Obesity and economy seating are an increasingly uncomfortable fit, reports Chris Vedelago.
One person, one fare, one seat. This has been the guiding formula for air travel since the early days of commercial flight. But what happens when one person can't fit in one seat?
It's an issue airlines are having to face as more and more passengers get bigger and bigger - the practical consequences of an obesity epidemic.
The options right now? Obese travellers can choose not to fly, fly if they can fit but be uncomfortable, or pay more to get more space.
"Should a customer require extra space on a flight, we will seat them next to an empty seat where possible," says a Qantas spokeswoman. "However, the only way for a customer to guarantee extra space is to either purchase two economy seats or fly business or first."
It's not just about the right of obese people to fly; it's also about the comfort and welfare of other passengers.
Similar obesity-related policies have been implemented by domestic and international carriers, almost industry-wide.
Is it fair? While the answer depends on who you ask, a recent Canadian court case has shown these policies can be discriminatory.
Last November, after a six-year legal battle, Canada's domestic airlines were forced to comply with a Federal Transport Agency rule instituting a one-person, one-fare policy that would see obese passengers receive an extra seat at no extra charge. The decision hinged on a new legal definition that said an obese person may be considered disabled for the purposes of air travel if they were unable to fit in an airline seat, making it discriminatory to charge those obese passengers for an extra seat.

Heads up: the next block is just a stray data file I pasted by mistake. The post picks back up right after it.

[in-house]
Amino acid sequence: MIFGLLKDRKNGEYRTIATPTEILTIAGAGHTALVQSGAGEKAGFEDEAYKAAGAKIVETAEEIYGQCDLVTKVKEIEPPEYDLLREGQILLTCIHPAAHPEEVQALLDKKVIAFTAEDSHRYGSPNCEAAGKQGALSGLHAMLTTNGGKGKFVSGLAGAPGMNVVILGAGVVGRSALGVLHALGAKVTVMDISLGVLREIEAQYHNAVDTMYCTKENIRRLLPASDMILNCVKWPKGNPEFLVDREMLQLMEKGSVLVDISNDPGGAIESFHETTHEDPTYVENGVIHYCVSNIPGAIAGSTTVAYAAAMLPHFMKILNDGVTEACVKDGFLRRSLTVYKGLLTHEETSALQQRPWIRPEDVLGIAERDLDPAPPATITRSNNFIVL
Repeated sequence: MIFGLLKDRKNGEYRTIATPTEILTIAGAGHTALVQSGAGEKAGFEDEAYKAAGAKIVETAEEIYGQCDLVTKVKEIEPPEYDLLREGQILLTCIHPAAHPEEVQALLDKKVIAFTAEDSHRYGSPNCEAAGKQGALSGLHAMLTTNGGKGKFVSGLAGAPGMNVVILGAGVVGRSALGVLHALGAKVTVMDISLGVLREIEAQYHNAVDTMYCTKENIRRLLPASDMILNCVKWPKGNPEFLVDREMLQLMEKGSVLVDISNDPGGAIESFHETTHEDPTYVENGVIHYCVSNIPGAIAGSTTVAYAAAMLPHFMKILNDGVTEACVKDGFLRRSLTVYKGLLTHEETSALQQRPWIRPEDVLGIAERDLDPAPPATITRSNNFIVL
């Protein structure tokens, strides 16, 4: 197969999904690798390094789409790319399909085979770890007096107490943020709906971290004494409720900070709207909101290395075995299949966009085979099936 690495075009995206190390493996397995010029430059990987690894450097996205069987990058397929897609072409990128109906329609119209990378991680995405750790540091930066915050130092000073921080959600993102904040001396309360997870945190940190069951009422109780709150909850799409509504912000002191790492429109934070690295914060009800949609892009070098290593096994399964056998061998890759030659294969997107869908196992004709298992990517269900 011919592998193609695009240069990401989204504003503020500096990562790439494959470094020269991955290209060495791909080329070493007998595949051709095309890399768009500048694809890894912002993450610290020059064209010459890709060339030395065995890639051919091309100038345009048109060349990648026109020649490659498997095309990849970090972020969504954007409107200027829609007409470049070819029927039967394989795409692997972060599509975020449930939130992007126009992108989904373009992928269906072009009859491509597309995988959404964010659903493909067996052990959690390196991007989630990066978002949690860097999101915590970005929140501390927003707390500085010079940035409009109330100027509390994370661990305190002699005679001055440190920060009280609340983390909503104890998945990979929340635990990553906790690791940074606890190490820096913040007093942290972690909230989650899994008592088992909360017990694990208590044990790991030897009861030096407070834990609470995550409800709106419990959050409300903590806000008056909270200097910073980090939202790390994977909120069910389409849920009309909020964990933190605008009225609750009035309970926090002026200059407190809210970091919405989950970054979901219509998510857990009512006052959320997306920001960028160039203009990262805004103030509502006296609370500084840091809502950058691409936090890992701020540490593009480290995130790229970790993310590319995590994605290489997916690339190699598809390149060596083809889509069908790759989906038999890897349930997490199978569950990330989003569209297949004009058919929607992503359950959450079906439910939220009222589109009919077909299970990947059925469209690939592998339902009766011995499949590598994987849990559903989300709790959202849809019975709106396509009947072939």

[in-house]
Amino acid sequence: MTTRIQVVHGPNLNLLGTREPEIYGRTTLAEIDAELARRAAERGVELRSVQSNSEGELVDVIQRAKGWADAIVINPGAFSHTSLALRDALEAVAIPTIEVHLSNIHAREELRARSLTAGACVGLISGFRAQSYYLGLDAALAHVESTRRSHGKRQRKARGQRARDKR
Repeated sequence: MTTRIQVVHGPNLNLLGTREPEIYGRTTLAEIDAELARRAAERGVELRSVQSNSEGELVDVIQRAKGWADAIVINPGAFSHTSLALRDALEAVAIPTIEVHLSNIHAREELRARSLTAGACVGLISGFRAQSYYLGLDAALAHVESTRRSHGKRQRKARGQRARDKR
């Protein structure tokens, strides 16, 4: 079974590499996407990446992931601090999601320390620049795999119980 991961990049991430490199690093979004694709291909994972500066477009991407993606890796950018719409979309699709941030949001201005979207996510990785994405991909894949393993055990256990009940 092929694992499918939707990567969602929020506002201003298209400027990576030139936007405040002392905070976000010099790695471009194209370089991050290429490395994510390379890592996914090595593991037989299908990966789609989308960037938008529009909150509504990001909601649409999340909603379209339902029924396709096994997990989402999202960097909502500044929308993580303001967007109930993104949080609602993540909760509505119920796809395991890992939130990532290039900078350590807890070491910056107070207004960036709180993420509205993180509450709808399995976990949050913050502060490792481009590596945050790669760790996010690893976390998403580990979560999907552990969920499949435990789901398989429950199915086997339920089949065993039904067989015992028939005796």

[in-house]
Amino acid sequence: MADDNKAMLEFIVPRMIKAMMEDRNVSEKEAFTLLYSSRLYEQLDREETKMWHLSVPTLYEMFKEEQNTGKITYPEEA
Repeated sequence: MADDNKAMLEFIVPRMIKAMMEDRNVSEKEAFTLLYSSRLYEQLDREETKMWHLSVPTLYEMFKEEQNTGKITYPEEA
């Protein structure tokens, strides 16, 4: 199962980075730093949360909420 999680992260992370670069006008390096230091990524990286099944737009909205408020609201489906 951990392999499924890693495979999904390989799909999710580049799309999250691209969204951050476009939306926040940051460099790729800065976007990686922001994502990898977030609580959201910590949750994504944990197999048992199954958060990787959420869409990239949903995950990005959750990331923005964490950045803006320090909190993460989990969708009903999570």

Some disability rights advocates and legal experts say the obesity policies of the Australian airlines are vulnerable to a similar challenge here.
"The Canadian court decision seems a sensible one," says Slater & Gordon principal Hayden Stephens. "All passengers know how tight airline seating is, at least in economy, but for some the seating provided is unrealistic. It's not just about the right of obese people to fly; it's also about the comfort and welfare of other passengers."
No lawsuit or legal challenge has been filed in opposition to obesity-related airline policies in this country to date, according to the Australian Human Rights and Equal Opportunity Commission and the airlines. But Robin Banks, chief executive of the Public Interest Advocacy Centre, says it is only a matter of time before the fairness of the policies are tested through a lawsuit.
"It's certainly my view that for many people who are obese they would fit within the definition of disability under the Disability Discrimination Act because the condition is often physiological," he says. "The question then becomes whether requiring them to pay for a second seat is unlawfully discriminatory on the basis of their disability. This is going to become more and more of an issue because the size of people is tending to get bigger."
Virgin Blue, Qantas and Jetstar representatives told Take-Off they comply in full with existing anti-discrimination legislation and do everything possible to meet any special needs of customers.
Stephens says an airline that adopted a two-seat-for-the-price-of-one policy or installed a limited number of larger or modified seats to cater to obese passengers might protect itself from a discrimination suit that alleged it failed to provide proper accommodation for all intending passengers.
It's a position that hasn't found much support with the Australian public judging by a recent survey by travel.com.au.
The poll found 53 per cent of people believe obese or largely overweight people should have to buy two economy-class tickets, although respondents were not asked why they felt that way.